You have more limits depending on the kind of shots you need. A full length single person stand-op shot requires a much different geometry than a sit down two shot.
This might help you understand some of the issues that aren't particularly obvious when someone comes to green screen design for the first time.
Imagine that you've set up a camera 5 feet above the ground. You take a string and you run it from the camera lens to the head of a person standing six feet from the camera. If you extend that string to the wall behind them, it's going to be MORE than six feet above the ground. And if you allow an extra foot of headroom at the SUBJECT, that string will hit the wall EVEN HIGHER. The GEOMETRY of the "shot cone" expands such that elements like how close or how far you position the camera from the green screen AND how much room there is between the camera and the subject ALL change shot geometry.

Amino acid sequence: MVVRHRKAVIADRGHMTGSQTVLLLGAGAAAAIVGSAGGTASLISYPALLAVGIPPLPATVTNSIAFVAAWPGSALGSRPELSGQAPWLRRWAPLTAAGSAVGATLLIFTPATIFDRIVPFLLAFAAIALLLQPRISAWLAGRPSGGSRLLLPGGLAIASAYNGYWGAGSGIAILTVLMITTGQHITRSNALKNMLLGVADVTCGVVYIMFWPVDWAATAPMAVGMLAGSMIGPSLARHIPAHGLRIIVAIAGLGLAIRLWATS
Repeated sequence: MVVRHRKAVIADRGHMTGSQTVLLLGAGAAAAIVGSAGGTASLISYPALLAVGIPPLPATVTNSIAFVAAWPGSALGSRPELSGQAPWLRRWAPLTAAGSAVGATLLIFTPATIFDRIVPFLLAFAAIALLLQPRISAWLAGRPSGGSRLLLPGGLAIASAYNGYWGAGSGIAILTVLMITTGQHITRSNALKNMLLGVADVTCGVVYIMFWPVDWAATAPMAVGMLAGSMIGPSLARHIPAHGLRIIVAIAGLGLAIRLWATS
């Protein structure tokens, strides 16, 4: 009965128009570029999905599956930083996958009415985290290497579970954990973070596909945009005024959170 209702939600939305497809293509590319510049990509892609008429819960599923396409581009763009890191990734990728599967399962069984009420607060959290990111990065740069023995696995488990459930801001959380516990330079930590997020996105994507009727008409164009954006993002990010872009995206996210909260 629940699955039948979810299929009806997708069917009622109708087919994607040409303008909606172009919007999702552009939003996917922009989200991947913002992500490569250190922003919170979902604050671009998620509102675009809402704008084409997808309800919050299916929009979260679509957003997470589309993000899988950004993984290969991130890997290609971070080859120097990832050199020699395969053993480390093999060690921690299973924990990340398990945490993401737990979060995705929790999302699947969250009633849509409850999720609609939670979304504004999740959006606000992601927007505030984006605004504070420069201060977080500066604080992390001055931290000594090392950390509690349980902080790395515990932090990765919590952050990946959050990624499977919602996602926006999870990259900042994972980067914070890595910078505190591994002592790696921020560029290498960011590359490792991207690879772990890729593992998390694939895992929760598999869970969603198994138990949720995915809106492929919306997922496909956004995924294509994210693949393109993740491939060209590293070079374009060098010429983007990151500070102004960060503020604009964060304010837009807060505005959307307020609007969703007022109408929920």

And that's just height. Think of depth as well. If the talent is standing six feet IN FRONT of the GS and you want a HEAD TO TOE shot - you'll likely have to extend the green area ON THE FLOOR for 8 or even 10 feet out to allow you to light and key the space in front of your talent.
And the more you pull you camera back to get the floor in frame, the more green screen space you need on top AND on the sides of your key screen.
The truth is that green screen areas get big FAST when you're designing them. So if you're smart, you'll get the camera and lens combination you'll want to use for your work. Take it outside - point it at a big wall, and measure how much width, height, and floorspace you'll need to prep to get the kind of shots you want in your set. That will help you understand how to design your GS area more than anything else.
Better to get surprised by marking distances and angles on paper, than to find out that you've put your ceiling lights too low and they're cutting off the useful geometry of your key.
Hope this helps.